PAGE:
Introduction to TSS
In the late 1970s, users of tampons were particularly affected by Toxic Shock Syndrome (TSS). These tampons were made of synthetic fibers and had a high degree of absorption. Tampons were withdrawn from the market in 1980 and tampon brands began to make tampons that were safer, less absorbent, and made from natural cotton. These incidents also made women more aware about their menstrual hygiene and started changing their tampons 3-4 times a day. And, while nowadays the risk of having TSS has been reduced, it has not completely disappeared.
TSS is a disease characterized by fever, hypotension, skin rashes similar to sunburns, and vital organ failure. It’s considered a life-threatening syndrome and is commonly caused by staphylococcus bacteria. Staphylococcus constitutes part of the normal flower of the nasal cavity and the vagina. However, if this bacteria enters your bloodstream it can release harmful toxins that will cause TSS.
Although this syndrome usually occurs especially in young women due to the use of tampons, it can also affect anyone of any age, including men and children.
Symptoms of TSS
One of the characteristics of TSS is that it gets worse very quickly and can be fatal if not treated right away, causing permanent damage to vital organs, necrosis, amputation and even death. However, if diagnosed and treated early, most people make a full recovery.
The symptoms of TSS start suddenly and develop quickly. These include:
- Flu-like symptoms; headache, chills, exhaustion, body aches, sore throat, cough
- Sunburn-like rashes
- Redness in the lips, tongue and eyes
- Hard breathing
TSS, menstrual cups and tampons in Scientific Research
In a study entitled Association of the characteristics of tampon use with menstrual toxic shock syndrome in France published in 2011, it was concluded that the use of superabsorbent tampons is one of the major causes of this syndrome, since they remain inside the vagina for long periods. Being warm and humid, the vaginal canal becomes a suitable area for the growth and reproduction of bacteria without means for the body to release them, thus generating infection. The study also concluded that the risk of developing TSS increases when using a tampon for 6 hours or more, regardless of the absorption capacity of it. This includes the risk of tampon use at night.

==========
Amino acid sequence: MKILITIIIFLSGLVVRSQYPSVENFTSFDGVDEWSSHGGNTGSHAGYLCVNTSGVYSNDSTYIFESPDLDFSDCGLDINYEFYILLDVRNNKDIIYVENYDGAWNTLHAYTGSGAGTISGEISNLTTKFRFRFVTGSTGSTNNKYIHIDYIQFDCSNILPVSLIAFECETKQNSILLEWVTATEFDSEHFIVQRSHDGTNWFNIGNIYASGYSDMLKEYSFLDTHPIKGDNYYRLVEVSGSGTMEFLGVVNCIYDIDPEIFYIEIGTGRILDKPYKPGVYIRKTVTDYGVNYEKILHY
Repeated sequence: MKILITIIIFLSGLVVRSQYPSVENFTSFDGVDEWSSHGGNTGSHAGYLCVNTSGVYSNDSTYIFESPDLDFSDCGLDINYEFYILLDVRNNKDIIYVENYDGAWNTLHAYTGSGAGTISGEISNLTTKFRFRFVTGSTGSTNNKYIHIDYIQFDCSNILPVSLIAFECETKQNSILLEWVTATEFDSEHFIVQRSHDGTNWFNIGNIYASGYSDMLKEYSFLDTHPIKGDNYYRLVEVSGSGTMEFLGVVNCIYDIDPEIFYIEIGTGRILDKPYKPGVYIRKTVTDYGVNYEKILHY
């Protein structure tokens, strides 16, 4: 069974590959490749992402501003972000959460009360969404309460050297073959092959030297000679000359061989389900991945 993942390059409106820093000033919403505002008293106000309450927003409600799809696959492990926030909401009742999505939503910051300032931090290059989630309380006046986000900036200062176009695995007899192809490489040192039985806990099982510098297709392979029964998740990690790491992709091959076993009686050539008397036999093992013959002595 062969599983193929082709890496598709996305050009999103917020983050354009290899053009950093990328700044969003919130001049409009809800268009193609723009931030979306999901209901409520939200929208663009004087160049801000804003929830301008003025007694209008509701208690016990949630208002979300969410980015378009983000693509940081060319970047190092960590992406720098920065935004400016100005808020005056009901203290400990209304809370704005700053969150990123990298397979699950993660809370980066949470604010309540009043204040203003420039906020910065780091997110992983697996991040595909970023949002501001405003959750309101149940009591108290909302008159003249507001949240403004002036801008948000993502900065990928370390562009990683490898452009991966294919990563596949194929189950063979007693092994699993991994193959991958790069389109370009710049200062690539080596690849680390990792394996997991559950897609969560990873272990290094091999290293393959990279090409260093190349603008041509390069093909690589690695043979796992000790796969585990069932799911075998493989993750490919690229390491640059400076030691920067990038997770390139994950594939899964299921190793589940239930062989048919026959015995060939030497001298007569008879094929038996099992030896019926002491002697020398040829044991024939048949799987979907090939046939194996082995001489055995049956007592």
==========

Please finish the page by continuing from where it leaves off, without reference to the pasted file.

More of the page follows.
For menstrual cups there are contradicting studies when it comes to an increased risk of TSS. The Lancet published a study Use, leakage, acceptability, safety and availability of the menstrual cup: a systematic review and a meta-analysis published in 2019, reviewing 43 studies related to menstrual cups. Based on all data their statement is: ”Our review indicates that menstrual cups are a safe option for menstruation management and are being used internationally. Good quality studies in this field are needed. Further studies are needed on cost-effectiveness and environmental effect comparing different menstrual products.”
Although menstrual cups are seen as safe menstrual products, it is important to be aware of TSS development when using menstrual cups. The study done by Nonfoux et al. (2018) indicates a growth of Staphylococcus aureus and TSST-1 production on menstrual cups after 8 hours (in-vitro). Even after 3 washes with water the biofilm of Staphylococcus aureus remained. Based on their study they state: “A protocol including a second cup that allows for cup sterilization by boiling between uses should be recommended”.
As TSS is a rare disease it is important to always be aware of the risk and the symptoms related to TSS.
Our tips to reduce the risk of developing TSS:
- Beppy Cup provides 2 pieces to decrease the risk of TSS, Beppy provides two cups instead of one. Having a second cup every time allows you to store the used cup and insert a clean one every time. Make sure you sterilize your used Beppy Cup thoroughly when you get home, so you can always carry a clean cup with you. Remember to always change your cup every 8 hours or less.
- Avoid wearing menstrual products for too long, this does not only apply to tampons, but also to menstrual cups. Some menstrual cup brands recommend wearing the cup for up to 12 to 16 hours and other brands will tell you that it is sufficient to empty it as little as 1 or 2 times a day. There are even brands that claim that your menstrual cup can be worn throughout the day without any concern. However, we recommend that you not use the cup for more than 8 hours. In Beppy® we are compromised with cleanliness and health, please change your cup as often as possible and before inserting the cup, make sure it is cleaned and sterilized. Make sure to wash your hands well before coming into contact with the menstrual cup. You can check out our Essential information video for more information on cleaning it.
- Schlievert, P. M. (2020, 19 marzo). Menstrual TSS remains a dangerous threat. The Lancet. https://www.thelancet.com/journals/eclinm/article/PIIS2589-5370(20)30060-2/fulltext
- Billon et all., A. (2020, 10 marzo). Association of characteristics of tampon use with menstrual toxic shock syndrome in France. The Lancet. https://www.thelancet.com/journals/eclinm/article/PIIS2589-5370(20)30052-3/fulltext
- van Eijk, A. M. (2019, 16 julio). Menstrual cup use, leakage, acceptability, safety, and availability: a systematic review and meta-analysis. The Lancet Public Health. https://www.thelancet.com/journals/lanpub/article/PIIS2468-2667%2819%2930111-2/fulltext
- Nonfoux, L. et al (2018, June). Impact of currently marketed tampons and menstrual cups on Staphylococcus aureus growth and toxic shock syndrome toxin 1 production in vitro. Applied and Environmental Microbiology. https://pubmed.ncbi.nlm.nih.gov/29678918/
- Ross, A., & Shoff, H. W. (2020, 10 agosto). Toxic Shock Syndrome. The National Center for Biotechnology Information. https://www.ncbi.nlm.nih.gov/books/NBK459345/